Sage wisdom or anecdotal dictum? Equivalent opioid use after open, laparoscopic, and robotic inguinal hernia repair

Rowan R. Sheldon*, Woo S. Do, Jessica B. Weiss, Dominic M. Forte, Vance Y. Sohn

*Corresponding author for this work

Research output: Contribution to journalArticlepeer-review

8 Scopus citations

Abstract

Background: Purported benefits of minimally-invasive inguinal hernia repair techniques include less postoperative pain, but objective data is lacking. We analyzed prescribing habits and opiate requirements to provide an objective comparison. Methodology: Inguinal hernia repairs performed on patients aged 18–65 from October 2016 through February 2018 were examined. Patients with prior opiate use or complicated operative courses were excluded. Discharge prescriptions, morphine milligram equivalents(MME), and additional prescriptions within three months were evaluated. Results: 173 patients met criteria including 90 open(OMR), 34 laparoscopic(TEP), and 49 robotic(RTAPP) repairs. There was no difference in age or gender. There was no difference in average opiate prescriptions(OMR 230 MME, TEP 229 MME, RTAP 208 MME; p = 0.581), percentage prescribed acetaminophen(OMR 96.7%, TEP 97.1%, RTAPP 98.0%; p = 0.910), or percentage prescribed NSAIDs(OMR 43.3%, TEP 44.1%, RTAP 46.9%; p = 0.919). On follow up, there was no difference in repeat opiate prescriptions(OMR 10.0%, TEP 8.8%, RTAPP 8.2%; p = 0.934). Conclusions: Patients undergoing open, laparoscopic, and robotic inguinal hernia repairs showed no evidence of differing pain medication requirements. The implication that minimally-invasive techniques cause less pain may be inaccurate.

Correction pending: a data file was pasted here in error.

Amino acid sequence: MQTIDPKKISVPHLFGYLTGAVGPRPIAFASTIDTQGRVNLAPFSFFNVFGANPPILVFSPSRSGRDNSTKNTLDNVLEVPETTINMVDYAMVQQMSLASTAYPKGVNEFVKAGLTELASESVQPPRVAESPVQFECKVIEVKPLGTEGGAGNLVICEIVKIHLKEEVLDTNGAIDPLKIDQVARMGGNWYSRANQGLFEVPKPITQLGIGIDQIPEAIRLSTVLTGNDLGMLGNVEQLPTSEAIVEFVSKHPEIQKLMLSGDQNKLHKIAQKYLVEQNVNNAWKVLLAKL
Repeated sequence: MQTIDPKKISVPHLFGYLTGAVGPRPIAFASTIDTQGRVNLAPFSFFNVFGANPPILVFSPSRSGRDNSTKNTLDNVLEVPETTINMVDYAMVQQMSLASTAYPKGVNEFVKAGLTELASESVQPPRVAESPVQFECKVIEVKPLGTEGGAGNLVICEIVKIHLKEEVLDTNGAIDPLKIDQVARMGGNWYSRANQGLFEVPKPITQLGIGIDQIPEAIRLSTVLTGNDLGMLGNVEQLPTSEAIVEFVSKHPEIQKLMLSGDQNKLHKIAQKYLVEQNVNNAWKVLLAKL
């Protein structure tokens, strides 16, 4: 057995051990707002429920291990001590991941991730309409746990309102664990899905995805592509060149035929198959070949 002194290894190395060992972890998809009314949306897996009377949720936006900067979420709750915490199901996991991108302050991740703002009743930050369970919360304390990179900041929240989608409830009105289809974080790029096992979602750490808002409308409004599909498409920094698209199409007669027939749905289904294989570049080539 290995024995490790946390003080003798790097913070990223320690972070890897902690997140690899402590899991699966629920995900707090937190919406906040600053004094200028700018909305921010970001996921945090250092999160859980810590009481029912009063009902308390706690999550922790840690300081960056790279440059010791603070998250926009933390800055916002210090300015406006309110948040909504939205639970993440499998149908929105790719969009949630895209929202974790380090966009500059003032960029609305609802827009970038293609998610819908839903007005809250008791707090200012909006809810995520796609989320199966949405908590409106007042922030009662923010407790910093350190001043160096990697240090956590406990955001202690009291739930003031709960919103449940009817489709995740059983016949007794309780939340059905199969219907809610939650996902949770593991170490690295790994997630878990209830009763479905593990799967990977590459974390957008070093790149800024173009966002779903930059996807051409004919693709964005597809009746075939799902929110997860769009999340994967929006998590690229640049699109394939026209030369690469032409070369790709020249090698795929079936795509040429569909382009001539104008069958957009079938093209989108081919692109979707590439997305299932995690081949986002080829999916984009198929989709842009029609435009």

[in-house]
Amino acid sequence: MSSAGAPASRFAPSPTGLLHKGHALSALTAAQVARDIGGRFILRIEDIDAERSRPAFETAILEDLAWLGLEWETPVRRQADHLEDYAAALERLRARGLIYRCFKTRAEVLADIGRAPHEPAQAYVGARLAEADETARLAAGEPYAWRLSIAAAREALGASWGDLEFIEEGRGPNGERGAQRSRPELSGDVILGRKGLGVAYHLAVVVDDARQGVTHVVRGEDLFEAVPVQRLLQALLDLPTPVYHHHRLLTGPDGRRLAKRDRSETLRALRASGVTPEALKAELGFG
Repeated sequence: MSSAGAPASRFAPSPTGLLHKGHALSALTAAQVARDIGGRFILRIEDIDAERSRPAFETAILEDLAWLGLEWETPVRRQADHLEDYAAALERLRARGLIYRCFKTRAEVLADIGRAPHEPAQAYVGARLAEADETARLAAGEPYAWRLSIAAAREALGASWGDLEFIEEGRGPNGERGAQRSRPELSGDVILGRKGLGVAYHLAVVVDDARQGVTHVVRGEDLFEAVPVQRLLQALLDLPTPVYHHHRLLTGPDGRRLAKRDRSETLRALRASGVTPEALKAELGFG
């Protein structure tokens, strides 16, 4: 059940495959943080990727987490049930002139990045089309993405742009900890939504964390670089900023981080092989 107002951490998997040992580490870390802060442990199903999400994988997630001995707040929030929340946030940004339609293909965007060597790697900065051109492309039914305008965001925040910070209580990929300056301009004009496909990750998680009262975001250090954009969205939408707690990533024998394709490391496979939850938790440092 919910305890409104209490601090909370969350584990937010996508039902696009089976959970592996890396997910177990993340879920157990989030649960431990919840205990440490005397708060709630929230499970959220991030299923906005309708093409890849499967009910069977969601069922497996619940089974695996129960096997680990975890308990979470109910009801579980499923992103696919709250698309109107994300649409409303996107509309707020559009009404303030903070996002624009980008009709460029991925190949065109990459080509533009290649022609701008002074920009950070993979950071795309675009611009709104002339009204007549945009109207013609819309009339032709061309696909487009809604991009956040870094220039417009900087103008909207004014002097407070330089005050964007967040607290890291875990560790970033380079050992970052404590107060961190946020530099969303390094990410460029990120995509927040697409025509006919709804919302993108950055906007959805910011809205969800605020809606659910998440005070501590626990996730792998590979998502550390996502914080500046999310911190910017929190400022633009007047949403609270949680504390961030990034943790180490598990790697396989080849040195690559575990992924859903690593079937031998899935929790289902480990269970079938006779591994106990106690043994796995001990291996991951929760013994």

Original languageEnglish
Pages (from-to)839-842
Number of pages4
JournalAmerican Journal of Surgery
Volume217
Issue number5
DOIs
StatePublished - May 2019

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